It was just an instinct. It was kind of like, “Look man, this is gonna happen. We can either shy away from it or go right at it.” [Laughs.] As an artist, I don’t think you should be running from yourself. You can’t be afraid of everything. The sound of the song gave it a tapestry that maybe was less offensive. It was more of us making it dance-y, and it won’t be as intrusive as if we did it slow and sexy, and really put it in somebody’s face. We made it fun, but still got our point across.
Oh the point was definitely made! Can you confirm if the song is really about cybersex?
I don’t know if “cybersex” is the exact term that I would use. I would say it’s using a digital construct to flirt. It can be as explicit as you want it to be, but it’s essentially putting away your inhibitions and sharing something through the digital stream.
“Bringin’ da Noise” is definitely more of what we expected from *NSYNC with its synth-y, Europop sound.
Originally, I think something came up about a movie soundtrack. So I started there with [the song]. The soundtrack went away, so the thinking was to just go all the way with it — because to me, it’s kind of like the little brother to “Here We Go” on the first album. Putting it on the album made for a bit of continuity, because we were pushing for some of the songs to be different from the last record. But you don’t want to leave your entire fanbase by just making something so different that they can’t connect with any of it. So we thought, “Hey if you liked the first record, here’s something that’s still living in that vein.”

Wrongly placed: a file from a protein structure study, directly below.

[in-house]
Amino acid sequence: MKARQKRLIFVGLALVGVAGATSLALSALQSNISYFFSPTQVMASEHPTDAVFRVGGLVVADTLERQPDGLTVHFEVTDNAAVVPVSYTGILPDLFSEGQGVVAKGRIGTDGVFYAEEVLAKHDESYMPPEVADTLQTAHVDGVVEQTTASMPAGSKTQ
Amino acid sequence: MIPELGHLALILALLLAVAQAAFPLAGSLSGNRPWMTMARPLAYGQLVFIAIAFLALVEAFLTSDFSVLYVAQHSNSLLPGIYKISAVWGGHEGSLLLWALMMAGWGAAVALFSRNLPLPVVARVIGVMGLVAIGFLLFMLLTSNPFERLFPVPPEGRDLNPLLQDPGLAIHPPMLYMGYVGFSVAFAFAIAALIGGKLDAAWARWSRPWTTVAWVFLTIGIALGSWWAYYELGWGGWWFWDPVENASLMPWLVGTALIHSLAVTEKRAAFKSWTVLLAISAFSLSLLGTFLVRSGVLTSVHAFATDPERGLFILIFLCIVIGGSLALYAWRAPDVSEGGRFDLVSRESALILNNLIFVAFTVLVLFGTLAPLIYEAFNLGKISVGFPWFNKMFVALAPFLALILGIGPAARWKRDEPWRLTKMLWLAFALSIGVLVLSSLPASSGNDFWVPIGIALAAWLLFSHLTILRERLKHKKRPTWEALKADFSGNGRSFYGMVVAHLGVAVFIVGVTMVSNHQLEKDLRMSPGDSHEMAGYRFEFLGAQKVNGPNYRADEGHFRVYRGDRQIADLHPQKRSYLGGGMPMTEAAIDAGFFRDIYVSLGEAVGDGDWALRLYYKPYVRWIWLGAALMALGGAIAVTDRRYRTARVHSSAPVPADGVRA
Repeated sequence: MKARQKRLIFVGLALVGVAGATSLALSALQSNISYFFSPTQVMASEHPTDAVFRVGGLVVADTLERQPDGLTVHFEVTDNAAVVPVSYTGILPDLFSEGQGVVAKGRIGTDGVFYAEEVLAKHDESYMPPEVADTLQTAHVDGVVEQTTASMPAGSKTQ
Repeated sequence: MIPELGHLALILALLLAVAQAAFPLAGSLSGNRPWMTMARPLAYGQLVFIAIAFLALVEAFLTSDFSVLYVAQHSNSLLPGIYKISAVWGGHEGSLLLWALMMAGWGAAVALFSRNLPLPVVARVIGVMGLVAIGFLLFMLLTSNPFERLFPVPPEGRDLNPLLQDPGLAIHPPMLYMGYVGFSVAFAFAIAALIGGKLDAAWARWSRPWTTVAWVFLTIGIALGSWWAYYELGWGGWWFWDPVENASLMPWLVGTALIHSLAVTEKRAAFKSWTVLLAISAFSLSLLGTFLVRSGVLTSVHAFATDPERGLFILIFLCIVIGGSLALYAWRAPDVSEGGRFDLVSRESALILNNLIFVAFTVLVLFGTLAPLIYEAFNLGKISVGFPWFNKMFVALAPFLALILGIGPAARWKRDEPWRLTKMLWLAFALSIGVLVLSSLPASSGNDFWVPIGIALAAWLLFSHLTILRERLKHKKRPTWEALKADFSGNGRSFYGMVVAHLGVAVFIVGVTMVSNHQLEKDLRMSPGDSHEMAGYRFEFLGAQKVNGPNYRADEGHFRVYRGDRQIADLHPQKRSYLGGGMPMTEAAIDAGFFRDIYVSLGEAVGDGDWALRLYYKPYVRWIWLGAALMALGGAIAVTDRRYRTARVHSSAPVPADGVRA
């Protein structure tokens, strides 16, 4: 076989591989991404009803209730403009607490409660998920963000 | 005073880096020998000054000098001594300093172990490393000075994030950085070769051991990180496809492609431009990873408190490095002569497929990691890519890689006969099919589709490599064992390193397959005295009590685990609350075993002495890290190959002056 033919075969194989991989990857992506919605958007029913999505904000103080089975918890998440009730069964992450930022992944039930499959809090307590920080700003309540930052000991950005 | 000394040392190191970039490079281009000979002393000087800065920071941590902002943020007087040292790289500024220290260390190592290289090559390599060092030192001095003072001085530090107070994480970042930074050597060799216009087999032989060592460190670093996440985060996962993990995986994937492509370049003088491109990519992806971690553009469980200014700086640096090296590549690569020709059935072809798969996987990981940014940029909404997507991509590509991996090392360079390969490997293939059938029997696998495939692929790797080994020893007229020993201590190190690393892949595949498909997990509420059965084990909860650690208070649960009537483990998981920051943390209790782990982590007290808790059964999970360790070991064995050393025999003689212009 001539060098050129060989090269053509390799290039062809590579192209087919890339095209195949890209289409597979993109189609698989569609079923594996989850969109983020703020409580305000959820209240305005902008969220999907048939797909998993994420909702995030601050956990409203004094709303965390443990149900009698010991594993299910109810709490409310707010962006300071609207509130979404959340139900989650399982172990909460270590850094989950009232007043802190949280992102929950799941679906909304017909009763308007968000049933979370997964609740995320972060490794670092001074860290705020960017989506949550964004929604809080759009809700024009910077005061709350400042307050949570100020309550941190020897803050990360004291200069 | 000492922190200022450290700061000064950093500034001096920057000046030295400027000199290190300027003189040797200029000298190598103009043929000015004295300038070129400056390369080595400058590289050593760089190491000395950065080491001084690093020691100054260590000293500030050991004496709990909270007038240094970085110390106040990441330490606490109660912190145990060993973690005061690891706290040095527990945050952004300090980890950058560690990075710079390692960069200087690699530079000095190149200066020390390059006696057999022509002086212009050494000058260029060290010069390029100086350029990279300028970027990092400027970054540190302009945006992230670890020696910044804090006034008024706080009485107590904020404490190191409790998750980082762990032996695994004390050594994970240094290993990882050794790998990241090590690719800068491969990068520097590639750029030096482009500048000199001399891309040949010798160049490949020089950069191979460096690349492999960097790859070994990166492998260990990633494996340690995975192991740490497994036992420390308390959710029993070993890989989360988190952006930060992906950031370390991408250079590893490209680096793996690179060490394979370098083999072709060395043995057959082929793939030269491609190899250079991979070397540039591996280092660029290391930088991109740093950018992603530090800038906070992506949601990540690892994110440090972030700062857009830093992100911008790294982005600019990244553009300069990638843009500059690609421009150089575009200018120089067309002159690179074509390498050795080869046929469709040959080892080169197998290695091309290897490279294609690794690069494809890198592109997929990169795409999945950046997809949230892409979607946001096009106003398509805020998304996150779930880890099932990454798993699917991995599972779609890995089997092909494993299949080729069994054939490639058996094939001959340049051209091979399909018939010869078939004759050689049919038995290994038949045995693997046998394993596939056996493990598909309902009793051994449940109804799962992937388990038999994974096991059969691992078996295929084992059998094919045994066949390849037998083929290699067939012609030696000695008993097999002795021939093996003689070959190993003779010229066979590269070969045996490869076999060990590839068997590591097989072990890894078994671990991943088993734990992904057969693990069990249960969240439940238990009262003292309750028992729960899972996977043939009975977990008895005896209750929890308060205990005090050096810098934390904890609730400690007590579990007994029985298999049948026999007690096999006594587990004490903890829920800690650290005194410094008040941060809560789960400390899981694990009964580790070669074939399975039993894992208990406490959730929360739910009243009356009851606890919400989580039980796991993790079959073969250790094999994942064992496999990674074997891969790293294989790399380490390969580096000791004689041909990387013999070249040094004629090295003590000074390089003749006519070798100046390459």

Were there songs that came easier than others? Or was the process a bit challenging since this was the first time your pen could really shine?
I wasn’t worried about my pen shining, I was just hoping that my songs were good enough. With every artist, you believe in these songs yourself, but you never know how people are going to accept them or not. But the song that was the most difficult yet the easiest at the same time was “No Strings Attached.” The chorus was what I wrote first, but I didn’t have the line “no strings attached” at the end of it — it was something totally terrible.
So I never laid down the track because it wasn’t really going anywhere. Then all of a sudden, when we came up with the album title, I now had the “No Strings Attached” concept in my mind every day. I revisited the old song and thought, “Wait, if I just chop this off and find a way to connect these [ideas] this could be really interesting.” So what was originally a rough go at a song — because I liked pieces of it and I was struggling with it — became very easy once [the album title] joined the record. Then the song wrote itself.
How involved were you all with choosing the collaborators for this record? You did end up reuniting with a few of the Swedish producers that worked on *NSYNC.
They were crazy and fun to work with, so when it came time to do a second record we were excited to work with the Swedish producers again. Once you sell records, everyone is going to want to start working with you. Then it’s up to you to understand who is pitching what and remain calm and remain yourself. As soon as Max [Martin], Kristin [Lundin], Rami [Yacoub] and all those guys had some songs that they said were 2.0, we were ready to hear it. We went off to the races to cut them.
“It Makes Me Ill” was such a standout record on the album.
We just wanted a concept record. We were excited to work with producers and writers Kandi [Burruss] and She’kspere [Briggs]. They had a great run at the time. And again, keeping in line with the Atlanta vibe that was going on, it was killer down there. So we ended up being lucky enough to work with those people some more. When we were working on the tune, we thought, “How do we make this pop? How will this translate on stage?”
What was your initial reaction to the way Ariana Grande used the song for last year’s “Break Up With Your Girlfriend, I’m Bored”?